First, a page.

"Every other Canadian citizen is guaranteed the right to belong to a union."
native labour activist
Evelyn Lube, a quietly determined mother of two employed as the band's bylaw officer, remembers the beginning of Westbank's labour wars, and how she and her co-workers were accused of siding with a big white union against their chief.
They were told by their elders that they were betraying native traditions of peace and consensus by wanting to form a bargaining unit to take on their management. But to this day, after threats, clandestine campaigns and family feuds, she believes a union is as fundamental to native progress as it is to that of any other culture.
If you don't know who Norma Rae is, read the Globe's 1979 film review about the Oscar-winning story of a plucky textile worker turned union organizer in the U.S.'s deep South. There are some additional Web links available for more information about the film.
"Every other Canadian citizen is guaranteed the right to belong to a union," Lube says.
"I think times are changing for first nations," she says. "We are an emerging government. We provide government services. Other governments have labour unions. I see no reason ours shouldn't."
Organized labour is not new to Westbank. The mighty B.C. Government and Service Employees Union, with 65,000 members, has represented workers in the band's nursing home since the mid-1990s.
But native leaders considered that unit an exception, something done just to secure provincial funding. A big union from Vancouver inside the band's own office -- its seat of power -- was quite another matter.
Lube and a small group of co-workers, among the band's 63 employees, felt a powerful outside force was needed to help them pressure their chief and council to agree to a modern collective agreement. They were tired of the nepotism and fear that towered over labour relations.
After every election, they saw peers transferred, demoted, even fired for supporting the wrong candidates. And others given hefty raises for voting for the winners.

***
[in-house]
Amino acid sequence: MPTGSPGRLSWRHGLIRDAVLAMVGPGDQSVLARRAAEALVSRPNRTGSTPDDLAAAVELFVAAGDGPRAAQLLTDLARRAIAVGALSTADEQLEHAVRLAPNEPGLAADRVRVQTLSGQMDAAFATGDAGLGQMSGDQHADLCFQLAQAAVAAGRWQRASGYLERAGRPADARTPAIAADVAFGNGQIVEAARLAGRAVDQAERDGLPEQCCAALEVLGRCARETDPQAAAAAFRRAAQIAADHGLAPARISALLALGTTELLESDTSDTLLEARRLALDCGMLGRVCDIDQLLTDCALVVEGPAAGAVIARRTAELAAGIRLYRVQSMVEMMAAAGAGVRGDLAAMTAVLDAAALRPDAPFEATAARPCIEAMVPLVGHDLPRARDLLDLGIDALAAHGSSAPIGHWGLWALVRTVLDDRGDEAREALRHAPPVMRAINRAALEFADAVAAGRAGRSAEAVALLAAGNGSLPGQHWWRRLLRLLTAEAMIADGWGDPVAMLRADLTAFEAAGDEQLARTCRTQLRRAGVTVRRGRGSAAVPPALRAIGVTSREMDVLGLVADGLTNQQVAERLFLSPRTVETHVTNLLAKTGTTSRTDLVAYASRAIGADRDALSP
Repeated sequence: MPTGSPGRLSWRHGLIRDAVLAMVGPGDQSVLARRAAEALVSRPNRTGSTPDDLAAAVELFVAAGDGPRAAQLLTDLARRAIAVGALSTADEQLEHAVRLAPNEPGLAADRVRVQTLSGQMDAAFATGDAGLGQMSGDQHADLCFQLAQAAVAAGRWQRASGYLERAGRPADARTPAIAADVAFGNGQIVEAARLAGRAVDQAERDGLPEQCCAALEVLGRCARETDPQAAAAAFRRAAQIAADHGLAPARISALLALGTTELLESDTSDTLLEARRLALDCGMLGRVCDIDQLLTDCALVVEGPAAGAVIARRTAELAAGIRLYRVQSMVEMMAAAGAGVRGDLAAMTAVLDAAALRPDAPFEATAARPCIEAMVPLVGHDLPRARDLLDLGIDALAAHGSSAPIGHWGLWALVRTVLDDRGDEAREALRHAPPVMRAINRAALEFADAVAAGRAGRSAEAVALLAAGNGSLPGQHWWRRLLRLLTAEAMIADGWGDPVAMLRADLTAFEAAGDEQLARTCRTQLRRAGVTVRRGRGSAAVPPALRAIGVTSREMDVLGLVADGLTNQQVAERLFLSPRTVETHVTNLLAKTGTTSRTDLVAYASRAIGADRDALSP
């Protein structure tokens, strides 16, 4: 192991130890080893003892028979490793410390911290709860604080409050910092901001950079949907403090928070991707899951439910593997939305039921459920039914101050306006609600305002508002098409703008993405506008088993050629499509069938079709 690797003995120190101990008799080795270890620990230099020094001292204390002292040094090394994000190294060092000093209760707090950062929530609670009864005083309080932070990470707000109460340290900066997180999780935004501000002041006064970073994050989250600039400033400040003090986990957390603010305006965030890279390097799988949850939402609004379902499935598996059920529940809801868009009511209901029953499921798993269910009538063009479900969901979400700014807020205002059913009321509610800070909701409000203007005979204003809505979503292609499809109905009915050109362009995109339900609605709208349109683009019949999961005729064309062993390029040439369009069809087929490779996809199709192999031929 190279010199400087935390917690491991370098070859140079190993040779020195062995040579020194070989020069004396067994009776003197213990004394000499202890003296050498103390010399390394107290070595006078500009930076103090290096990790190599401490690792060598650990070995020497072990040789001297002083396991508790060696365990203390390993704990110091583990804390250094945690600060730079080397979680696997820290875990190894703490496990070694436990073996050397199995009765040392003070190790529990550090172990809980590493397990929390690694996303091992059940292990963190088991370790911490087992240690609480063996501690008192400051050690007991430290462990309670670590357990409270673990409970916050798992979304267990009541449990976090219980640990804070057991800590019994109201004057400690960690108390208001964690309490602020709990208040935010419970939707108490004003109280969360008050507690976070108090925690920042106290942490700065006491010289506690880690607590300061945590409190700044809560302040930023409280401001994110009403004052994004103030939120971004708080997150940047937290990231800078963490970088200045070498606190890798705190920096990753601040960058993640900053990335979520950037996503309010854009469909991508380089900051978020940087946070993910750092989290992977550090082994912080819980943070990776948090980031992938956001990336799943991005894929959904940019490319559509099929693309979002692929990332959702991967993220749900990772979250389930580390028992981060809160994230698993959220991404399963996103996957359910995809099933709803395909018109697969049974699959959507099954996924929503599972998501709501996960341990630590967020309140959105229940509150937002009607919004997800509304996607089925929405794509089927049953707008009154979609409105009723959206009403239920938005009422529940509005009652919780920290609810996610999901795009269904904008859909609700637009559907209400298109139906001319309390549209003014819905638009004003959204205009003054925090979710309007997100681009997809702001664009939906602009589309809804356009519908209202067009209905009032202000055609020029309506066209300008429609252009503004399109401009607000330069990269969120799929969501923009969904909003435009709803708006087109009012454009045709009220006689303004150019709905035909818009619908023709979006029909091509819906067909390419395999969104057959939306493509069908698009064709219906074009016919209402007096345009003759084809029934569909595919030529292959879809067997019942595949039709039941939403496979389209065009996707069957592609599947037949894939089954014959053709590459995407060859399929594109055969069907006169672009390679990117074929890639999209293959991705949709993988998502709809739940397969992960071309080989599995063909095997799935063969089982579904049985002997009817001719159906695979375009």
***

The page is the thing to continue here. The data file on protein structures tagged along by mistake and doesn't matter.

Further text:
"Why should they be second-class economic citizens?" asks Gary Steaves, director of organizing for the Vancouver-based union.
The union, long sympathetic to native concerns, was about to find out why. Three years after it won a certification drive at Westbank, it continues to face so many roadblocks set up by the band council that it has been unable to reach a collective agreement in three years.
The council not only feels its power threatened. Some of its members believe the presence of an outside union to be a direct challenge to the band's ancient culture and emphasis on working in harmony.
The tension between the two -- between an adversarial workplace and consensus management, between collective benefits and individual gain, perhaps even between notions of progress and preservation -- is quietly emerging in native communities across the country. And after the Westbank experience, some aboriginal people and labour organizers alike are asking whether their worlds can co-exist.
Westbank's struggle for solidarity seems innocuous enough, locked away in the plain brown-brick box of a band office just up Highway 97 from the bridge to Kelowna. A generation ago, a smaller office on a back road employed a handful of people to look after the only business that mattered: welfare. Pretty much the entire population was on it. But today's office is busy trying to run what is essentially a modern municipality.
Band members like Lube, as well as employees hired from outside, oversee bylaws, tax collection and multimillion-dollar infrastructure projects. They also are well paid for their work, typically earning $15 an hour.
But as they watched their chiefs grow richer, and council members setting salaries by whim, the skilled workforce felt they remained stuck in an old feudal regime.
Beyond the band office, the same tensions are changing the community as some band members earn fortunes, others get by and outsiders continue to arrive, in search of a better climate and lifestyle.